Anambra records 20 maternal deaths in six months


Anambra State has recorded 20 maternal deaths from nine healthcare facilities across the state between January and June 2022.

The state’s Reproductive Health Coordinator, Dr. Obianuju Okoye, disclosed this at the first maternal mortality review meeting, on Tuesday, in Awka.

Okoye said that the state established an electronic platform where hospitals in the state could record data on maternal deaths.

“From the reports on our e-platform, the state recorded 20 deaths from nine hospitals between January and June, mostly from hard-to-reach areas.

“This review meeting will help the state government to know where the problems are coming from and how to collectively address them,” she said.

Also speaking, Dr. Chinomnso Nnebu, Consultant, Community Physician, Nnamdi Azikiwe University Teaching Hospital, lamented that many pregnant women go to deliver at faith-based organisations instead of the hospitals.

“Some faith-based organisations will keep pregnant women and be praying for them instead of advising them to go to the hospital. Faith works but faith without work is dead.

“We need to educate pregnant women to stop giving birth in prayer houses because they cannot manage pregnancy complications,” he said.

Dr. George Eleje, Head of Department, Obstetrics and Gynaecology, NAUTH, urged pregnant women to register early for antenatal to prevent complications and maternal deaths.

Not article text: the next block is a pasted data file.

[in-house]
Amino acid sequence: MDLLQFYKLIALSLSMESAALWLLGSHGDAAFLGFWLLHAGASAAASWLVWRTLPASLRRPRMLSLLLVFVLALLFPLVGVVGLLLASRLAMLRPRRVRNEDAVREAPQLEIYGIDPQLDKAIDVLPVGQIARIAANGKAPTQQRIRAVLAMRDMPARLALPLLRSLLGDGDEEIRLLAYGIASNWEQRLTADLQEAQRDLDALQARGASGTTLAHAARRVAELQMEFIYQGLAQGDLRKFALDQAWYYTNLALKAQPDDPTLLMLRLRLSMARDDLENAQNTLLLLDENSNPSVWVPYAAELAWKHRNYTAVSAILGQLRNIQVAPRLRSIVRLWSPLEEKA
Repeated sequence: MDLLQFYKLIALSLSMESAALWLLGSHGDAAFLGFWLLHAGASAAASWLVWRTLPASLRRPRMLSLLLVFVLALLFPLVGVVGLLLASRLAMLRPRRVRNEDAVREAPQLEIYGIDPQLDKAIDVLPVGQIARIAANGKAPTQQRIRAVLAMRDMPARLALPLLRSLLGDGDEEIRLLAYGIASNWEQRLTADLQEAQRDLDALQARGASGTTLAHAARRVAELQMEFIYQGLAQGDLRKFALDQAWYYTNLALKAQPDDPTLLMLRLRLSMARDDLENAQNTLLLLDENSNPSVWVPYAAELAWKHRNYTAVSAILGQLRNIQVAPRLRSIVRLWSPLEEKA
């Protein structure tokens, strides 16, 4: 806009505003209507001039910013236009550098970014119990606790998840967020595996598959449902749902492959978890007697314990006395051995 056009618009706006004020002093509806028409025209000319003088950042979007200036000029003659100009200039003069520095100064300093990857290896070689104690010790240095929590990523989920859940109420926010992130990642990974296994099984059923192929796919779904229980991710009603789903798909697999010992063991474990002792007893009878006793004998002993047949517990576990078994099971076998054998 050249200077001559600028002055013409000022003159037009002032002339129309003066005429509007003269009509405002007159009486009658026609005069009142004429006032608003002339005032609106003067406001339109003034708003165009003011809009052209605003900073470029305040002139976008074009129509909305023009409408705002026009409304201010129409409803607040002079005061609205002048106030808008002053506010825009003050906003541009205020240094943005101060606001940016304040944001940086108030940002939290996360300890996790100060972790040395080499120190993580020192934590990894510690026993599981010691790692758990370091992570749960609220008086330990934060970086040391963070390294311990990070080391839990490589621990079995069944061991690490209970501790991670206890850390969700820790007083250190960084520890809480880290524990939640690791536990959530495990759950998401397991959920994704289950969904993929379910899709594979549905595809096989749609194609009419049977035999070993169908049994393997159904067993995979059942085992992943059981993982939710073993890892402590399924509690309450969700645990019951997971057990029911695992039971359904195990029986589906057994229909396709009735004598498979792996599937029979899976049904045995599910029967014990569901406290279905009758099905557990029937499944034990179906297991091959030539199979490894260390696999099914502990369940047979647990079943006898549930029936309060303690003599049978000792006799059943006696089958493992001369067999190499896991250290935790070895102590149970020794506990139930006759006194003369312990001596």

According to him, antenatal care makes pregnancy safe and helps the woman prepare for uneventful labour and also for a good pregnancy outcome.

In his remarks, Dr. Afam Obidike, the state’s Commissioner for Health, said that the meeting was to review the causes of maternal deaths in the state and proffer solutions to put an end to deaths.

Obidike described maternal mortality or pregnancy-related death as the death of a woman during pregnancy or within one year of pregnancy.

He said that Gov. Charles Soludo’s led-administration was adopting a holistic approach to end maternal mortality, in partnership with the private healthcare sector which offered 70 per cent of health services.

“There are cases where a pregnant woman goes to primary healthcare centres and when things become difficult, there is nowhere else to go. Hence we are working on strengthening the referral system too.

“If we put things right, we are ensuring the safety of the next woman that will deliver. Gradually we will reduce maternal mortality rate as much as possible in the state,” Obidike said. 



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